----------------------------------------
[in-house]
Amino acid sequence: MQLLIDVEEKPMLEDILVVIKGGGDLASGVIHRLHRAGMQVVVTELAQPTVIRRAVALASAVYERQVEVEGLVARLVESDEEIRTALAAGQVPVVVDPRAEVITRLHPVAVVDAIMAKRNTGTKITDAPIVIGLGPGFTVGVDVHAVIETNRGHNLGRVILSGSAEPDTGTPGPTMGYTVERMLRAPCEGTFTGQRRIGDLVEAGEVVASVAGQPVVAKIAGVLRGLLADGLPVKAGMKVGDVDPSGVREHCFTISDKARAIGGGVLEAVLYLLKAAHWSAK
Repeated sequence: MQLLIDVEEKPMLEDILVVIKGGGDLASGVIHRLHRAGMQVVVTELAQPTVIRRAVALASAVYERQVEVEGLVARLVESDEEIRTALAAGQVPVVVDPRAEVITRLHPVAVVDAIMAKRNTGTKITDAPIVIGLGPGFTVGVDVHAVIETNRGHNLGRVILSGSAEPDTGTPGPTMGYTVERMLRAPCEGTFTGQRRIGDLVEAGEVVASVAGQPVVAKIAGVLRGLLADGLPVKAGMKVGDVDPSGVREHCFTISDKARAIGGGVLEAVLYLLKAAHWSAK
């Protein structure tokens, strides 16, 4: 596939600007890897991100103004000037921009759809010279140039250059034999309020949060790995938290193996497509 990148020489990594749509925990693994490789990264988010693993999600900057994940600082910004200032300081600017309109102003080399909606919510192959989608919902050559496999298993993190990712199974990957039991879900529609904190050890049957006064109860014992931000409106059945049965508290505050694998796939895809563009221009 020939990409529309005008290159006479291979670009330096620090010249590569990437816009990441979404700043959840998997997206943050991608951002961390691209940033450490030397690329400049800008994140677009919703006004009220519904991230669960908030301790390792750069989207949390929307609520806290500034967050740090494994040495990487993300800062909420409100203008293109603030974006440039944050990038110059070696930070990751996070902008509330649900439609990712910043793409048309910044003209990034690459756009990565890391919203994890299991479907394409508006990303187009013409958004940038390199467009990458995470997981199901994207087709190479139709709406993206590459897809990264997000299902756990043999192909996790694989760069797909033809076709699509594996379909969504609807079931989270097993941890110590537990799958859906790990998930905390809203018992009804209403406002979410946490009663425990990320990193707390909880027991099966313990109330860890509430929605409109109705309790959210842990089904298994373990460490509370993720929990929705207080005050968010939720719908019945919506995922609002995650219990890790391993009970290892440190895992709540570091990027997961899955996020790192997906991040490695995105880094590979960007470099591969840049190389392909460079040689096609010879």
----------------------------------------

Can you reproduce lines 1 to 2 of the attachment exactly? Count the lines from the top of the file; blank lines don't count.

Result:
[in-house]
Amino acid sequence: MQLLIDVEEKPMLEDILVVIKGGGDLASGVIHRLHRAGMQVVVTELAQPTVIRRAVALASAVYERQVEVEGLVARLVESDEEIRTALAAGQVPVVVDPRAEVITRLHPVAVVDAIMAKRNTGTKITDAPIVIGLGPGFTVGVDVHAVIETNRGHNLGRVILSGSAEPDTGTPGPTMGYTVERMLRAPCEGTFTGQRRIGDLVEAGEVVASVAGQPVVAKIAGVLRGLLADGLPVKAGMKVGDVDPSGVREHCFTISDKARAIGGGVLEAVLYLLKAAHWSAK